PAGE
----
Twice weekly testing launched as England prepares for Monday lockdown easing

9 April 2021, 08:23

Twice weekly lateral flow tests are now available to anybody in England
Twice weekly lateral flow tests are now available to anybody in England. Picture: PA Images
Ewan Quayle

By Ewan Quayle

Everyone in England is being encouraged to undergo voluntary twice-weekly Covid-19 testing.

The Government aims to encourage the public to "get into the habit" of ordering and using testing kits regularly as hospitality and leisure businesses reopen for the first time since January.

People can order the lateral flow tests to their homes, and they provide results in around 30 minutes.

Anybody can now access free rapid lateral flow tests (LFDs) for themselves and their household twice a week, with a major public information campaign set to launch on Friday evening explaining the changes.

Ministers have ordered an advertising blitz across TV, radio, newspapers, outdoor advertising and social media encouraging everybody to take part in the scheme, with the first TV ad airing on ITV at 7.15pm on Friday.

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Health Secretary Matt Hancock said: "Around one in three people have coronavirus without any symptoms, so getting tested regularly is one of the simplest and easiest ways we can keep ourselves and our loved ones safe. I’d encourage everyone to take up the offer and test twice a week.

"Alongside the successful rollout of the vaccination programme, rapid testing will be one of our most effective weapons in tackling this virus and ensuring we can cautiously reopen our economy and parts of society that we have all missed.

"The British people have made a tremendous effort throughout the pandemic and I am confident they will do the same now by taking up this offer of free, rapid tests."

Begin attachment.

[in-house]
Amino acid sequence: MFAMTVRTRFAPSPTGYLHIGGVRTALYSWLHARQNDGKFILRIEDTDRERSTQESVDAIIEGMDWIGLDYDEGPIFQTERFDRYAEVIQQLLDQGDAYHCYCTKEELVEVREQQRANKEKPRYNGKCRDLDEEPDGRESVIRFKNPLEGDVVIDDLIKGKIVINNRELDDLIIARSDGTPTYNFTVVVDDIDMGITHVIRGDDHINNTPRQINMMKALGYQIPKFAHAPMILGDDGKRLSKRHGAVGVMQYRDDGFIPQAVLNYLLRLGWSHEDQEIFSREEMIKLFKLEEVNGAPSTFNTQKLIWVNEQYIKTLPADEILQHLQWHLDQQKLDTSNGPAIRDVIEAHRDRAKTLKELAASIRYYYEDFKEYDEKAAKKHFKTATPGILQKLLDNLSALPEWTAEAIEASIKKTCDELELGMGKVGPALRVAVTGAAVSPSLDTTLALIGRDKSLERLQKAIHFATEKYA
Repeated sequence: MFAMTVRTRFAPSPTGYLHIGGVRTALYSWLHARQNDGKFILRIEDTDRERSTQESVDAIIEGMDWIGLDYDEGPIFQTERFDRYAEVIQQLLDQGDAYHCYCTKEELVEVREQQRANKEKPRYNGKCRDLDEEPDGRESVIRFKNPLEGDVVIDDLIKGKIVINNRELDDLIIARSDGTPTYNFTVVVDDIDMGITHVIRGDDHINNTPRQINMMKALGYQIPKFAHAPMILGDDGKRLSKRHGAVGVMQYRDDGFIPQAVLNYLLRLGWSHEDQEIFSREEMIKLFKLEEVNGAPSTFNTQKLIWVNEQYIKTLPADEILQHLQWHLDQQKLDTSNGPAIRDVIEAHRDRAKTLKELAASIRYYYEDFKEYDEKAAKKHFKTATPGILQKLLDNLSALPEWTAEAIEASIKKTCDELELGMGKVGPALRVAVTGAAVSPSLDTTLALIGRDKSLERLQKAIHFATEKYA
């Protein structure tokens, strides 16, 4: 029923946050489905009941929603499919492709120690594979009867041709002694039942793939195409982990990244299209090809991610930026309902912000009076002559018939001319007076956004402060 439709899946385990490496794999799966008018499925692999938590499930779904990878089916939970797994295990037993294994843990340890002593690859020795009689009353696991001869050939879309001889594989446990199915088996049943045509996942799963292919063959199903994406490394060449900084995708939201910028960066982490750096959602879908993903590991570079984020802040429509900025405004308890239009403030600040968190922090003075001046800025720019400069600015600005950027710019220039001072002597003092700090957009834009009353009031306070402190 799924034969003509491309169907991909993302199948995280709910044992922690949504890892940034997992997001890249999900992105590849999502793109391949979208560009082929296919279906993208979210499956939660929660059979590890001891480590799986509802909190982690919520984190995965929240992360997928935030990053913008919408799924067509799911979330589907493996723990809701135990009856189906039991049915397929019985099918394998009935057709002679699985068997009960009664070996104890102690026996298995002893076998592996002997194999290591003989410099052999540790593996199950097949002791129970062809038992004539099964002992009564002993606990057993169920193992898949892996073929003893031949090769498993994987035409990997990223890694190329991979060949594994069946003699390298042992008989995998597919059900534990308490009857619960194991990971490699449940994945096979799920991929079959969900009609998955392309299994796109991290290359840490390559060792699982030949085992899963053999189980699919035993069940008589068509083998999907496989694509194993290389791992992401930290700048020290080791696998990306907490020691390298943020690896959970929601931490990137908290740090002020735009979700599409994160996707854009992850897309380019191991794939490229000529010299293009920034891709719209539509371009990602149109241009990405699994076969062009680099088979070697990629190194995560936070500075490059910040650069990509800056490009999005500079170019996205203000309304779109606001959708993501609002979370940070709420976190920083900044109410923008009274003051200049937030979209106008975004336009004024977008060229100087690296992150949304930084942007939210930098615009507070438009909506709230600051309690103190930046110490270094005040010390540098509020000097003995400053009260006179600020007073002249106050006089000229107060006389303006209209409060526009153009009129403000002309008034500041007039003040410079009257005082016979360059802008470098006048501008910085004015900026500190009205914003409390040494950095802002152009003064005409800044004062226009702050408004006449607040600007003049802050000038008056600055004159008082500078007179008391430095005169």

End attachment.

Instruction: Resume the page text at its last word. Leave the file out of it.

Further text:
Mass testing programmes are also being carried out in schools and workplaces
Mass testing programmes are also being carried out in schools and workplaces. Picture: PA Images

The adverts will encourage people to fit testing into their morning routine, explain how LFD tests show results in under 30 minutes and will be, according to Government officials, crucial in allowing England to slowly return to somewhat normality after a year of tough restrictions.

The tests can be ordered online through a home ordering service, where people can have a pack of 7 LFDs sent to their home or ready to collect from a testing site with instructions on how to use them.

Many workplaces are also running their own testing schemes, as well as local authorities, schools and pharmacies across the country.

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From Sunday, the 'Hands, Face, Space, Fresh Air' campaign will also change to remind the public to use the NHS Covid app to check in to businesses, including outdoor hospitality, hairdressers and gyms.

All members of a group will either have to check in using the app or leave contact details manually, and users who have been at a venue where multiple people later test positive will now be encouraged to book a test and monitoring their symptoms to further prevent asymptomatic transmission.

TV doctor and practising GP, Dr Zoe Williams said: "Twice weekly testing will be crucial in helping us manage the spread of the virus as society starts to reopen.

"The tests are quick and easy to do, and results come back in 30 minutes. Key workers such as myself and my colleagues have been carrying these out for the last few months, and it’s amazing how quickly they have become second nature to us.

"However, it’s important to remember that there is not one silver bullet in the fight against Covid-19, and even with a negative test result, we must still follow social distancing guidelines – hands, face, space, fresh air, and go for our vaccines when called."

People will need to register their results online or call 119, with the usual requirement to self-isolate if they test positive for the virus. People who test positive will also be asked to book a PCR test to double check.

There have been concerns over the accuracy of lateral flow tests, with recent Test and Trace data shows there has been fewer than one false positive for every 1,000 lateral flow tests carried out.